Yeager returned to the operational Air Force from 1955 to 1960, commanding at the squadron and wing level, flying F-86Hs in Germany and France and the new F-100 Super Sabre at March Air Force Base, Calif. He lost command of a squadron at Aviano Air Base, Italy, after members of his unit trashed a local bar.
After attending the Air War College, he was assigned in 1962 as commander of the USAF Aerospace Research Pilot School. Although only 39, and having flown nearly every high-performance research aircraft the Air Force produced over the previous 15 years, Yeager was deemed ineligible to be an astronaut because he lacked a college degree. During his time commanding the school, he trained astronaut-bound flyers and himself flew the M2-F1 lifting body, a research forerunner of the Space Shuttle, for NASA.
In December 1963, Yeager attempted to take the NF-104—an F-104 fitted with a rocket booster engine—to 100,000 feet. But the reaction control system, which steered the aircraft in the absence of enough air for control surfaces to be effective, failed around 80,000 feet. The aircraft entered an unrecoverable spin, and he had to eject. Struck in the head by the falling ejection seat’s smoldering rocket booster, Yeager’s face and hands were burned. He avoided permanent damage to his eyes. but lost portions of two fingers. It was his final record-setting attempt.
In 1966, Yeager commanded the 405th Tactical Fighter Wing at Clark Air Base, in the Philippines, frequently doing temporary duty in Vietnam. Flying mostly the B-57 Canberra as a bomber, he accumulated 127 combat missions in that conflict. By 1968, he was the 4th Fighter Wing commander at Seymour Johnson Air Force Base, N.C., flying the F-4. While there, he took his unit to South Korea during the USS Pueblo seizure.
Yeager was promoted to brigadier general in 1969. He served in a diplomatic assignment in Pakistan, was vice commander of 17th Air Force in Germany, and headed the Air Force Inspection and Safety Center from 1973 until his retirement in 1975.
Yeager returned to prominence with the publication of Tom Wolfe’s book, “The Right Stuff,” about the heyday of test flying at Edwards and the Mercury astronaut program, which featured Yeager’s exploits. Wolfe wrote that every pilot imitated Yeager’s West Virginia drawl and unflustered response to a crisis in the cockpit.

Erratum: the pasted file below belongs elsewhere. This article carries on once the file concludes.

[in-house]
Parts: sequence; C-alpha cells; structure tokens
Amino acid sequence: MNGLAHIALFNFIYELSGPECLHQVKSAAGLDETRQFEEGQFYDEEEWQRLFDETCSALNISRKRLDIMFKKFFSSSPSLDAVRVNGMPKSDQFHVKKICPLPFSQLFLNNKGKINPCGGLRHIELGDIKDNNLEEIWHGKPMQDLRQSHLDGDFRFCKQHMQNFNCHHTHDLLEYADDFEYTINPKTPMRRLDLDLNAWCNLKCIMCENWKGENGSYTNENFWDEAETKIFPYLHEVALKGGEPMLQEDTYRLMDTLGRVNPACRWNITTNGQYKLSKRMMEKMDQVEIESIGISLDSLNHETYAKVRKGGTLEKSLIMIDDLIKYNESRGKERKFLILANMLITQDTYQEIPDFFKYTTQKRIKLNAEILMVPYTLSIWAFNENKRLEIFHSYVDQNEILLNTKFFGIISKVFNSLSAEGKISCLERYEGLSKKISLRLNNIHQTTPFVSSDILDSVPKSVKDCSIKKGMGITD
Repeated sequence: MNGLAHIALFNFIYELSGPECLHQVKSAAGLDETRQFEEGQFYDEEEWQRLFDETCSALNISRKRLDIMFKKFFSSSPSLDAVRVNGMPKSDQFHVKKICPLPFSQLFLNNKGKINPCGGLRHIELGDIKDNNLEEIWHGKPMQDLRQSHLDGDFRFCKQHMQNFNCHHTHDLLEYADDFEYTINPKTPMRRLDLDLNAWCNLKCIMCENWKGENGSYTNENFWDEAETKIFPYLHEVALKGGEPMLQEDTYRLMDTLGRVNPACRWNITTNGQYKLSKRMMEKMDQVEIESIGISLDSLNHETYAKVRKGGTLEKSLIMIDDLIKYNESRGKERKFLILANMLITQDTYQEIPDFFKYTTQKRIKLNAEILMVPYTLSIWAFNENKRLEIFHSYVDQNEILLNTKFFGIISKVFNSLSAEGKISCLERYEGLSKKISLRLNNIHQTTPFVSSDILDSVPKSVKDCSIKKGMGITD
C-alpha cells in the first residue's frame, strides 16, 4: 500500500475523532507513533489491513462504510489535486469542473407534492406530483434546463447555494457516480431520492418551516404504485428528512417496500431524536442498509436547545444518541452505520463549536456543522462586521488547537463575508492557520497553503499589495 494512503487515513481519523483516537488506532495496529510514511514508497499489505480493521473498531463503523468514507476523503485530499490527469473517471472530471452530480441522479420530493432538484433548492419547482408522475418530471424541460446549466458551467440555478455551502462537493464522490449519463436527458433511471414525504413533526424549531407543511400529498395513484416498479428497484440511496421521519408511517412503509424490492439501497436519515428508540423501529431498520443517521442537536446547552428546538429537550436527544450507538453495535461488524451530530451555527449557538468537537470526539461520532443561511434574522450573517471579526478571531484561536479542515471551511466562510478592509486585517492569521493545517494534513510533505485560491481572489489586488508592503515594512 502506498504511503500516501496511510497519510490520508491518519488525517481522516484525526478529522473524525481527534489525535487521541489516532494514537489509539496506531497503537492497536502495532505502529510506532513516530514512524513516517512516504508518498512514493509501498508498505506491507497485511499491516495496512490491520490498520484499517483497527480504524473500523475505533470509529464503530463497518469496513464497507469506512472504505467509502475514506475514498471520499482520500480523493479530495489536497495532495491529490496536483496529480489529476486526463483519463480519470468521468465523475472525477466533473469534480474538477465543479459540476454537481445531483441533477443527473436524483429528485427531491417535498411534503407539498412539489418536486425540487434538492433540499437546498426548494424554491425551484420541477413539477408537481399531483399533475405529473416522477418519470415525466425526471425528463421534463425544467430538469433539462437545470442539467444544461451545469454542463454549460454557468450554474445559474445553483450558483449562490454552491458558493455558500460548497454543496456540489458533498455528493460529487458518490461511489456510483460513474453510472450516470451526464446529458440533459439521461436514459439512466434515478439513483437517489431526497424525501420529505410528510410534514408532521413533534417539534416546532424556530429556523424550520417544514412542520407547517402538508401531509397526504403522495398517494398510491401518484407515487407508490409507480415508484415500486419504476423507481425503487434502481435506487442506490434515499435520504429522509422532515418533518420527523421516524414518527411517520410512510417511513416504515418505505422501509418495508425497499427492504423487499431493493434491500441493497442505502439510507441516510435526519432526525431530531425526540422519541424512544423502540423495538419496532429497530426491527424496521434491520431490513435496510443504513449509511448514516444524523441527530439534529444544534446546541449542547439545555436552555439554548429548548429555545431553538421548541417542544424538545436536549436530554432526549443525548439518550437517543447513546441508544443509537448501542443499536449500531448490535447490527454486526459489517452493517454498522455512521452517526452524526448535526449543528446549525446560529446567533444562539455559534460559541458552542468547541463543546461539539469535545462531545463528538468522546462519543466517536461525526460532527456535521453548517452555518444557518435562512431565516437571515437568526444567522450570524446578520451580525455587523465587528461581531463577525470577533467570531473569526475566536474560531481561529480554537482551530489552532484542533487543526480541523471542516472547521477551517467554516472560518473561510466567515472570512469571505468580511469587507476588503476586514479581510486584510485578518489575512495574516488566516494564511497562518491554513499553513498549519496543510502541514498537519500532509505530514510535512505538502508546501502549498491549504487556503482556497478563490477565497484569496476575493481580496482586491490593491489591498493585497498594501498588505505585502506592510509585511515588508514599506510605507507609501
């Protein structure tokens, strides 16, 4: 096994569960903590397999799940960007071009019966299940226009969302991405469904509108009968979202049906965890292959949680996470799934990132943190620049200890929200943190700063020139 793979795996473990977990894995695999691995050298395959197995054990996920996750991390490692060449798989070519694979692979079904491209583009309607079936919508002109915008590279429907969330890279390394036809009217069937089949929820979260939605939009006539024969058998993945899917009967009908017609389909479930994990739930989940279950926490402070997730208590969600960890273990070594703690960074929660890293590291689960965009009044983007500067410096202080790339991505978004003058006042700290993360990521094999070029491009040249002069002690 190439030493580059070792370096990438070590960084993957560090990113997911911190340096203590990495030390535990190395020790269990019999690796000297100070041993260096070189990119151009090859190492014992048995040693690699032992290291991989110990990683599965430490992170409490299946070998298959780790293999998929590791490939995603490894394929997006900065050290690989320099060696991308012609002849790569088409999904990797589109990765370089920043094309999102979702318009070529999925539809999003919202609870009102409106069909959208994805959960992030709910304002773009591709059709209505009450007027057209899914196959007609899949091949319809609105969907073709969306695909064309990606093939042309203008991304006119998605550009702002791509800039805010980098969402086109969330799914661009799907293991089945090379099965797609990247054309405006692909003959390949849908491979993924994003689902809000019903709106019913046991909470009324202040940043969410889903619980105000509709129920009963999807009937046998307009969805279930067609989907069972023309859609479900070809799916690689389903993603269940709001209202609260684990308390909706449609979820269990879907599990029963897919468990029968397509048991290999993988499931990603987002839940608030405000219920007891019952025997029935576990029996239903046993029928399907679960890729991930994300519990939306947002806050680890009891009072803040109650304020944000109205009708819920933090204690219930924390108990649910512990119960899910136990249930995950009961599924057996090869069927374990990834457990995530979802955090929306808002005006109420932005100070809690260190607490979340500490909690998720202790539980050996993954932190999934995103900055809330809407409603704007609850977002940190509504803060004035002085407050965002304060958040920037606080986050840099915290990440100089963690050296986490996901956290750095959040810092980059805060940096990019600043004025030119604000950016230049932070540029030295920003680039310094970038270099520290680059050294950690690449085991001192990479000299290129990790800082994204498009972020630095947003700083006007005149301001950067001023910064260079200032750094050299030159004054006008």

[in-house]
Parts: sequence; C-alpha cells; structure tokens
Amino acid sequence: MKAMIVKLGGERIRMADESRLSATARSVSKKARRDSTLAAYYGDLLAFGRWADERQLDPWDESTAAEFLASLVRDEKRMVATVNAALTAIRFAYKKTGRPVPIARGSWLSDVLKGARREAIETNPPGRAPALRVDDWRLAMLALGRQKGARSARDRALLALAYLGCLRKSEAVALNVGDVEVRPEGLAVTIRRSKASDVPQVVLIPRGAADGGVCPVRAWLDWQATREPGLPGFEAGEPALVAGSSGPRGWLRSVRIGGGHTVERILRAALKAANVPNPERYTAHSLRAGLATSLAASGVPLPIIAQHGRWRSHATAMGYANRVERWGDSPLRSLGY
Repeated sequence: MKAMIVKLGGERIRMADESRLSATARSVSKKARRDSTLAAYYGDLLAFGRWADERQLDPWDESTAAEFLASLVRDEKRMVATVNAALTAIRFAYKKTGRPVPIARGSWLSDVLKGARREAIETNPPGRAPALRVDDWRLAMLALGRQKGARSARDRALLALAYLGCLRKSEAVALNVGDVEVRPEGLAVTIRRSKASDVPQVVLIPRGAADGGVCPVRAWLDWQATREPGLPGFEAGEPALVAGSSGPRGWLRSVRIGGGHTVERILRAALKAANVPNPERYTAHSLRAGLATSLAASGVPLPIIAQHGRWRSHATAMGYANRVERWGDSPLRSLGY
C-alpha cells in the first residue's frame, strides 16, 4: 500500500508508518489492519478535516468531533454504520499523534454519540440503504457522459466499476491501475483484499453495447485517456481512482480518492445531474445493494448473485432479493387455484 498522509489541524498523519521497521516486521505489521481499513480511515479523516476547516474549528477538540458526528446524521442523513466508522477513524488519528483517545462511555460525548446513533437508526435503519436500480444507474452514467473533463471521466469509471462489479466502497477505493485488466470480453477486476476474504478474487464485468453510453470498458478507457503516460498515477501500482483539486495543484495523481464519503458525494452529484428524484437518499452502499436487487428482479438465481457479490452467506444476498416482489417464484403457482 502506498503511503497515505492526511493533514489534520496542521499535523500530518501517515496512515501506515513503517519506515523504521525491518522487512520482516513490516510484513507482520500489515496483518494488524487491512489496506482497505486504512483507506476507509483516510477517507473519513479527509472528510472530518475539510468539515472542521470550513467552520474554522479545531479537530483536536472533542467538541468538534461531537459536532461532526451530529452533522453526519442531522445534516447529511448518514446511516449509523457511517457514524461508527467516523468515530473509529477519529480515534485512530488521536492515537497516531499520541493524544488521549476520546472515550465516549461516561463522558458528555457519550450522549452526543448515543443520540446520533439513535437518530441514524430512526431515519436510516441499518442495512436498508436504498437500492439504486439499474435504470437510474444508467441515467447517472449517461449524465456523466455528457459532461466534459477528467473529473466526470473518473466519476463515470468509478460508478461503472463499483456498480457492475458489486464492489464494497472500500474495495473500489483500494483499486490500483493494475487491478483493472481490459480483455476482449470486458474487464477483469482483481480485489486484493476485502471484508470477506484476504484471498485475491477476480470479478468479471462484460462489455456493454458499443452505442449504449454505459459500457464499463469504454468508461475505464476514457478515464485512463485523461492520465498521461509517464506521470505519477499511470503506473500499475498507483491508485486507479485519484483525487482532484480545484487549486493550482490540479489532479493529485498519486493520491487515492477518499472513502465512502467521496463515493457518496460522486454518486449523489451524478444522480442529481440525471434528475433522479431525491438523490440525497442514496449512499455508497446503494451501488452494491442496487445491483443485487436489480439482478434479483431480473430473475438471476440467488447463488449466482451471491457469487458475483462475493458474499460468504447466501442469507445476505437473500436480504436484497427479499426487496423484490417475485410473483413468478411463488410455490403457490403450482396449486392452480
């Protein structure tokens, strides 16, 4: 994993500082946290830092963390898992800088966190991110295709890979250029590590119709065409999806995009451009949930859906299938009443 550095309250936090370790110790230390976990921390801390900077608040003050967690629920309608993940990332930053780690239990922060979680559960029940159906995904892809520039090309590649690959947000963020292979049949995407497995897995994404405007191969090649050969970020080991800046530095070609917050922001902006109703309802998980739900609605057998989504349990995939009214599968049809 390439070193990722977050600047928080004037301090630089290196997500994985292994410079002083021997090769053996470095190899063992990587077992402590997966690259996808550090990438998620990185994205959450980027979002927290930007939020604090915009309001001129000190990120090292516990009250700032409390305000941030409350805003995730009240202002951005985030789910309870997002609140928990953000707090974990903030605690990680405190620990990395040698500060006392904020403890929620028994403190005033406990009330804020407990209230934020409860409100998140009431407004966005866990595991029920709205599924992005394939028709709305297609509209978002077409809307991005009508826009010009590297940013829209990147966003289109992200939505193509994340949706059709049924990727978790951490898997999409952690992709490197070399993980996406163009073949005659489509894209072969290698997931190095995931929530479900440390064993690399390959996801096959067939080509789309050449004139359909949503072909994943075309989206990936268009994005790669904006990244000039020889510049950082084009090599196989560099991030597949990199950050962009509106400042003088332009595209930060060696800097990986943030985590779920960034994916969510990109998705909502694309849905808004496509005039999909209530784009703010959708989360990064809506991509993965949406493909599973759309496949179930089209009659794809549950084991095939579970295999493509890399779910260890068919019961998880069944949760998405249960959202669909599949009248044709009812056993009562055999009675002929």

The 1983 movie version of “The Right Stuff”—in which he had a cameo role, as a bartender—made Yeager a household name, which he capitalized on with a two-part autobiography, titled “Yeager” and “Press On,” respectively, as well as TV commercial appearances promoting AC Delco car batteries.
He did not rest on his aviation laurels, however. He worked as an aviation consultant and did test flight work for Northrop and Piper into the 1990s. Across his career, he flew more than 350 types of aircraft, amassing more than 18,000 flying hours. In 1986, he served as a member of the Rogers Commission, exploring the factors that led to the Challenger Space Shuttle accident.
To recognize the 50th Anniversary of the Mach 1 flight in 1997, the Air Force flew Yeager in an F-15, going supersonic at Nellis Air Force Base, Nev. There were several more similar anniversary flights, the last in 2012.
Yeager’s military decorations include the Distinguished Service Medal, the Silver Star, the Legion of Merit, two awards of the Distinguished Flying Cross, the Bronze Star, Purple Heart, 10 Air Medals, and the Air Force Commendation medal.
Among his many other awards and honors, he received a special non-combat Congressional Medal of Honor in 1976 for his contributions to aerospace science, and was presented the Medal of Freedom by President Ronald Reagan in 1985. In 1966, he was inducted into the International Air and Space Hall of Fame, and in 1973, he was inducted into the National Aviation Hall of Fame. He also is honored by both the California and West Virginia Halls of Fame. Yeager Airport in Charleston, W.Va., is named for him, as well as a bridge in the area on Interstate 64. Senior members of the Civil Air Patrol receive the Charles E. “Chuck” Yeager Award as part of the Aerospace Education Program.
Yeager’s second wife, of 17 years, Victoria Yeager, announced his death over Twitter, citing “an incredible life well-lived” and calling him “America’s greatest pilot, and a legacy of strength, adventure, and patriotism.”
“Chuck Yeager was a true American hero whose bravery as a test pilot inspired generations who followed in his footsteps,” Air Force Association President retired Lt. Gen. Bruce “Orville” Wright said.